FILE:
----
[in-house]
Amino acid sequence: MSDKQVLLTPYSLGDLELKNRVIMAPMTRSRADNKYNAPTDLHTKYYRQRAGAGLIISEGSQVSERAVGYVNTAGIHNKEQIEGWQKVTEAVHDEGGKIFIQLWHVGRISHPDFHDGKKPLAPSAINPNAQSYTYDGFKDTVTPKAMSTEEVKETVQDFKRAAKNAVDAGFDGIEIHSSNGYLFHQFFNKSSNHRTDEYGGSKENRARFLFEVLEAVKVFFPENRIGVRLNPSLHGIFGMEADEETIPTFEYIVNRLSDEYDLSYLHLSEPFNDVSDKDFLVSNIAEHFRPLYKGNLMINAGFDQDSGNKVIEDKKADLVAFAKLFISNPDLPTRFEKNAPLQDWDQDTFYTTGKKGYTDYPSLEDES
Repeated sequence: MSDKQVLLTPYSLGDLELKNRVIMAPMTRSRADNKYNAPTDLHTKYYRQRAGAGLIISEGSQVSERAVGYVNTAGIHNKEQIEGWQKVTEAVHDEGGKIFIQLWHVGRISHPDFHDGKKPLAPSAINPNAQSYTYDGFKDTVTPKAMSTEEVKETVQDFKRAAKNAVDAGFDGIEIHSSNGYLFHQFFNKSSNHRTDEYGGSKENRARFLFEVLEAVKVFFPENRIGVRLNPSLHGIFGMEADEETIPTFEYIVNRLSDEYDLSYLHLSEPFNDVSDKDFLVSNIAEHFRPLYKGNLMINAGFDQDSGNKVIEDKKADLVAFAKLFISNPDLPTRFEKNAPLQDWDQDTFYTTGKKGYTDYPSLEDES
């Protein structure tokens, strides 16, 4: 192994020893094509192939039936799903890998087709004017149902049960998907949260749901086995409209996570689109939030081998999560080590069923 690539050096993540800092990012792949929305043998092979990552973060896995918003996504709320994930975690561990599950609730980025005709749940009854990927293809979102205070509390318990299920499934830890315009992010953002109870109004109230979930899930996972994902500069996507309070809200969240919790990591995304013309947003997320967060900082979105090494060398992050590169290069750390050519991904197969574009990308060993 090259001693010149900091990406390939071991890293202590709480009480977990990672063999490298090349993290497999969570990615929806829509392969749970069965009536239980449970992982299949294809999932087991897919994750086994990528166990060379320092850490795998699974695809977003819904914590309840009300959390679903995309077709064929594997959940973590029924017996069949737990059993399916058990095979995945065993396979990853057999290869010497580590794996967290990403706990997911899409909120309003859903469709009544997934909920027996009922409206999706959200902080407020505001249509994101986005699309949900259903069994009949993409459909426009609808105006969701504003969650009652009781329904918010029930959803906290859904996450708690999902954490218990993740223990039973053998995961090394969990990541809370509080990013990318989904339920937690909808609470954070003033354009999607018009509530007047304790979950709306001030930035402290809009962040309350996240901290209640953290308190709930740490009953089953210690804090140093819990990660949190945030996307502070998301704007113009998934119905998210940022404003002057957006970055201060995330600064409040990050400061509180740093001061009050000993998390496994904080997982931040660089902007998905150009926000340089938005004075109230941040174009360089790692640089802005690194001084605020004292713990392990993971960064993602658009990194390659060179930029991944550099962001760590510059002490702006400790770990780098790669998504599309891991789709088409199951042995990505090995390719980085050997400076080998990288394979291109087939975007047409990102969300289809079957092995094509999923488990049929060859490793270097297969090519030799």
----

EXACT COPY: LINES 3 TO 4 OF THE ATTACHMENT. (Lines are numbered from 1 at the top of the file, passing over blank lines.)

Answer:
Repeated sequence: MSDKQVLLTPYSLGDLELKNRVIMAPMTRSRADNKYNAPTDLHTKYYRQRAGAGLIISEGSQVSERAVGYVNTAGIHNKEQIEGWQKVTEAVHDEGGKIFIQLWHVGRISHPDFHDGKKPLAPSAINPNAQSYTYDGFKDTVTPKAMSTEEVKETVQDFKRAAKNAVDAGFDGIEIHSSNGYLFHQFFNKSSNHRTDEYGGSKENRARFLFEVLEAVKVFFPENRIGVRLNPSLHGIFGMEADEETIPTFEYIVNRLSDEYDLSYLHLSEPFNDVSDKDFLVSNIAEHFRPLYKGNLMINAGFDQDSGNKVIEDKKADLVAFAKLFISNPDLPTRFEKNAPLQDWDQDTFYTTGKKGYTDYPSLEDES
């Protein structure tokens, strides 16, 4: 192994020893094509192939039936799903890998087709004017149902049960998907949260749901086995409209996570689109939030081998999560080590069923 690539050096993540800092990012792949929305043998092979990552973060896995918003996504709320994930975690561990599950609730980025005709749940009854990927293809979102205070509390318990299920499934830890315009992010953002109870109004109230979930899930996972994902500069996507309070809200969240919790990591995304013309947003997320967060900082979105090494060398992050590169290069750390050519991904197969574009990308060993 090259001693010149900091990406390939071991890293202590709480009480977990990672063999490298090349993290497999969570990615929806829509392969749970069965009536239980449970992982299949294809999932087991897919994750086994990528166990060379320092850490795998699974695809977003819904914590309840009300959390679903995309077709064929594997959940973590029924017996069949737990059993399916058990095979995945065993396979990853057999290869010497580590794996967290990403706990997911899409909120309003859903469709009544997934909920027996009922409206999706959200902080407020505001249509994101986005699309949900259903069994009949993409459909426009609808105006969701504003969650009652009781329904918010029930959803906290859904996450708690999902954490218990993740223990039973053998995961090394969990990541809370509080990013990318989904339920937690909808609470954070003033354009999607018009509530007047304790979950709306001030930035402290809009962040309350996240901290209640953290308190709930740490009953089953210690804090140093819990990660949190945030996307502070998301704007113009998934119905998210940022404003002057957006970055201060995330600064409040990050400061509180740093001061009050000993998390496994904080997982931040660089902007998905150009926000340089938005004075109230941040174009360089790692640089802005690194001084605020004292713990392990993971960064993602658009990194390659060179930029991944550099962001760590510059002490702006400790770990780098790669998504599309891991789709088409199951042995990505090995390719980085050997400076080998990288394979291109087939975007047409990102969300289809079957092995094509999923488990049929060859490793270097297969090519030799």